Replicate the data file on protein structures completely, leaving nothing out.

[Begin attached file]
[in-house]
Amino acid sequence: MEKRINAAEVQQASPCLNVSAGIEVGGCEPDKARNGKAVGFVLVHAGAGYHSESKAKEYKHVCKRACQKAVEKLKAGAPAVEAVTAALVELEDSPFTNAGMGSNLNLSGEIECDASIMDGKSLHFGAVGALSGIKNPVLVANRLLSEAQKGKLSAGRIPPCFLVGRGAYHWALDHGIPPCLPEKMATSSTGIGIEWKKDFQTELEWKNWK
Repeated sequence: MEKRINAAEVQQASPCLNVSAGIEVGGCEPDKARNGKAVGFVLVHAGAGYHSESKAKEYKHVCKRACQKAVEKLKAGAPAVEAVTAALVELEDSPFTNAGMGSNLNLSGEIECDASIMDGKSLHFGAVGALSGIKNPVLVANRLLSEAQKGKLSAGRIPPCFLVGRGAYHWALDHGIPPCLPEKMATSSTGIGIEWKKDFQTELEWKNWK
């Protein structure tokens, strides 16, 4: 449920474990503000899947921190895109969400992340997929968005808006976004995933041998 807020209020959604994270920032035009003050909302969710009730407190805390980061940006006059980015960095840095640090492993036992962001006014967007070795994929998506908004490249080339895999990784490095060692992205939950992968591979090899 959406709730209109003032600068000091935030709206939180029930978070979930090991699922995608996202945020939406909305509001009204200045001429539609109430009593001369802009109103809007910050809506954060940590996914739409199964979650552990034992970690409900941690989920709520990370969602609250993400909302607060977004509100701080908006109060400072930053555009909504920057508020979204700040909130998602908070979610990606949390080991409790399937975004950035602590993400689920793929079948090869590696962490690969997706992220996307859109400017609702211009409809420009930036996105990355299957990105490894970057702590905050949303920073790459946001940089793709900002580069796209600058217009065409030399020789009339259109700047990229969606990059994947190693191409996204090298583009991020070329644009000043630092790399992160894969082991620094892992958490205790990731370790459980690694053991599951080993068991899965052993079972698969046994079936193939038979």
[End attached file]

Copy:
[in-house]
Amino acid sequence: MEKRINAAEVQQASPCLNVSAGIEVGGCEPDKARNGKAVGFVLVHAGAGYHSESKAKEYKHVCKRACQKAVEKLKAGAPAVEAVTAALVELEDSPFTNAGMGSNLNLSGEIECDASIMDGKSLHFGAVGALSGIKNPVLVANRLLSEAQKGKLSAGRIPPCFLVGRGAYHWALDHGIPPCLPEKMATSSTGIGIEWKKDFQTELEWKNWK
Repeated sequence: MEKRINAAEVQQASPCLNVSAGIEVGGCEPDKARNGKAVGFVLVHAGAGYHSESKAKEYKHVCKRACQKAVEKLKAGAPAVEAVTAALVELEDSPFTNAGMGSNLNLSGEIECDASIMDGKSLHFGAVGALSGIKNPVLVANRLLSEAQKGKLSAGRIPPCFLVGRGAYHWALDHGIPPCLPEKMATSSTGIGIEWKKDFQTELEWKNWK
């Protein structure tokens, strides 16, 4: 449920474990503000899947921190895109969400992340997929968005808006976004995933041998 807020209020959604994270920032035009003050909302969710009730407190805390980061940006006059980015960095840095640090492993036992962001006014967007070795994929998506908004490249080339895999990784490095060692992205939950992968591979090899 959406709730209109003032600068000091935030709206939180029930978070979930090991699922995608996202945020939406909305509001009204200045001429539609109430009593001369802009109103809007910050809506954060940590996914739409199964979650552990034992970690409900941690989920709520990370969602609250993400909302607060977004509100701080908006109060400072930053555009909504920057508020979204700040909130998602908070979610990606949390080991409790399937975004950035602590993400689920793929079948090869590696962490690969997706992220996307859109400017609702211009409809420009930036996105990355299957990105490894970057702590905050949303920073790459946001940089793709900002580069796209600058217009065409030399020789009339259109700047990229969606990059994947190693191409996204090298583009991020070329644009000043630092790399992160894969082991620094892992958490205790990731370790459980690694053991599951080993068991899965052993079972698969046994079936193939038979």